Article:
Higher Ed, Renting, Student Life

The Effects of Increasing Off-Campus Populations

With increasing student populations, particularly at state schools, it can be difficult finding housing for everyone.  This is why many students, especially upperclassmen, decide to make the move off-campus.  However, while the increase in population can have major effects on the universities, it can also have major implications for the cities and towns near these universities.

For many cities and towns, it can be difficult to find enough space for the students and long-term residents to live.  One example of this can be seen in the Northside neighborhood of Chapel Hill near the University of North Carolina.  In an article by the Jenny Surane of the Daily Tar Heel, she explains 500 of the rental properties in the area are student-occupied, and students account for about half of the population.  However, in a historically low-income neighborhood with only limited space for residents, both student and long-term, the town is put into a difficult place:  Do they allow new developments into the area, or keep the area as it is?

Others problems with increasing off-campus populations are the noise and other disruptions generally accompanied with increases in student residents.  In an article by Jonathan Morris of the Minnesota Daily, he explains the St. Paul City Council’s decision to implement a new ordinance to limit off-campus housing as a result of overcrowding, excessive vehicular traffic, limited parking, and noise and nuisance complaints.  While St. Thomas University (the university primarily effected by the ordinance) has not chosen to contest the ordinance, it will have significant effects on both long-term and student residents as the ordinance may force students to move elsewhere.

Increases in off-campus populations can have a major effect on an area, not in just in traffic, but also in the resources that are available to both student and long-term residents.  It is important for universities to consider the ways in which they can assist their off-campus students to make informed decisions about where and how they live off-campus.  For while living off-campus may just seem easy for students, there is certainly more to it than meets the eye.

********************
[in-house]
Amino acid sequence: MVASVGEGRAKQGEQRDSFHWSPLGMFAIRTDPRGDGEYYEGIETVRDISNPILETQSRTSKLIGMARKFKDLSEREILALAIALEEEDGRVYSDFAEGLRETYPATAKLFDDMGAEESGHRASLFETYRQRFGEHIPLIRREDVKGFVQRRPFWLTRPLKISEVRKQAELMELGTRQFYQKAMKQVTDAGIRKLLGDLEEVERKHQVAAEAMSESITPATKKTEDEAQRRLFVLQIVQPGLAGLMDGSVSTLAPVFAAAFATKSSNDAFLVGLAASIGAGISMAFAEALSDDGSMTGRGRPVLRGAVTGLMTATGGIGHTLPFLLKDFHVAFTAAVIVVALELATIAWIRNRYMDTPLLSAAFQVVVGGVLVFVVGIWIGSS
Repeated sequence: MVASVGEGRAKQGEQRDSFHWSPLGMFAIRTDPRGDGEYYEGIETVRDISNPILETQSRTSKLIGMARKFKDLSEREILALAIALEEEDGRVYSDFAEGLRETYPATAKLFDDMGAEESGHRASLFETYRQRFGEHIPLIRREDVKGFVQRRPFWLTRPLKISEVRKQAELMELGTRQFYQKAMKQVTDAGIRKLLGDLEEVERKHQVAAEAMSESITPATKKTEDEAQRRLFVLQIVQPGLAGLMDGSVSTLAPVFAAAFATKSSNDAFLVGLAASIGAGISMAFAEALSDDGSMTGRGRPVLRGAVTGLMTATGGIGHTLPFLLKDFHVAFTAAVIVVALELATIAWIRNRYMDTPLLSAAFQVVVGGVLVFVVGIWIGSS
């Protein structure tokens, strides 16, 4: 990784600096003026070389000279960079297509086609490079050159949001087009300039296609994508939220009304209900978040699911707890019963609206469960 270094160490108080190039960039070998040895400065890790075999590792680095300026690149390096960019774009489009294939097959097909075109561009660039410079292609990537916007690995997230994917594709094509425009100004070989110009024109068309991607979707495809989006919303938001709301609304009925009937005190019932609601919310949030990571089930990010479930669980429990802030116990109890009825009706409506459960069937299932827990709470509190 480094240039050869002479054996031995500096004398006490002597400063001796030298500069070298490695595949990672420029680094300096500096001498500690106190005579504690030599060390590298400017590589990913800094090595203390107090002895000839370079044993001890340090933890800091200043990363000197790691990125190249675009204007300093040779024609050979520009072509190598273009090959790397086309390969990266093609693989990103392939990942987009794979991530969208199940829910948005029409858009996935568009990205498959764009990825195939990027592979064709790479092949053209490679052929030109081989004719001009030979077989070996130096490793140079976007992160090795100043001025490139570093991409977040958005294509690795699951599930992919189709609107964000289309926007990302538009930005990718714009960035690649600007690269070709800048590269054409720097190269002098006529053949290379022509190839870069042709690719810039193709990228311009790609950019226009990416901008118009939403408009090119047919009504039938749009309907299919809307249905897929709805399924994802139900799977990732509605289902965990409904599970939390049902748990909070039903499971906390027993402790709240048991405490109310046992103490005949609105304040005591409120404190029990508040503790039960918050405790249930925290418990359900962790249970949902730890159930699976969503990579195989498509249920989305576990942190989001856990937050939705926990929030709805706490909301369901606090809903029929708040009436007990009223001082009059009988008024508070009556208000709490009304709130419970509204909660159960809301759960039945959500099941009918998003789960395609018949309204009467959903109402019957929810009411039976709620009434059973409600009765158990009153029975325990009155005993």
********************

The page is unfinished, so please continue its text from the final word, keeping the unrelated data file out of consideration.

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Housing Advice, Landlords, Renting

Why Landlords Should Encourage Renters to Get Renters’ Insurance

For some landlords, it is purely the decision of the tenant on whether to get renters’ insurance or not; for renters, renters’ insurance often seems like an “unneeded expense.” However, by renters not having renters’ insurance coverage, it cannot only hurt them, but it can also hurt their landlords. This is why it is important for landlords to not only educate their tenants on the benefits of renters’ insurance, but to encourage them to get this type of coverage.

First, by ensuring tenants have renters’ insurance, landlords can prevent any unwanted insurance claims being made against them. In fact, according to survey by Joshua Tree Consulting, rental property owners deal with about eight insurance claims like this a year. By helping to educate and encourage their tenants to get renters’ insurance, it can limit the number of these claims and the associated legal expenses that may come with it.

For landlords, renters’ insurance can also help cover their deductible in cases in which their tenant is responsible for damage to the property. In fact, according to a white paper published by Joshua Tree Consulting, landlords pay an average of over $2,400 per property for tenant-caused damage, as compared to just over $1,300 in properties where landlords required tenants to carry renters’ insurance. In this way, landlords can save money by encouraging tenants to get renters’ insurance.

While there are several financial benefits to encouraging renters’ insurance, responsible landlords can also value the importance of having this type of coverage. Incidences like fire and theft are not so “farfetched” in that they are impossible. By encouraging tenants to get renters’ insurance, landlords can help ease the minds of their tenants, so that should these incidences occur, they know they will be covered..

Renters’ insurance for both tenants and landlords is smart choice when renting, as it can save both parties money and stress in the case of fire, theft, or injury on a property. Landlords should remind tenants of the implications that incidences have, and the damage and loss they can inflict. It is important to stress foresight and caution when renting, as accidents can happen. For while renters’ insurance may seem like an unneeded expense now, it is something that will help both landlords and renters get through the times in which the improbable becomes probable.

Reference

“Renters’ Insurance Protects Landlords as Well as Tenants” by Jeffrey Turk

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Housing Advice, Renting

The REAL Cost of Renting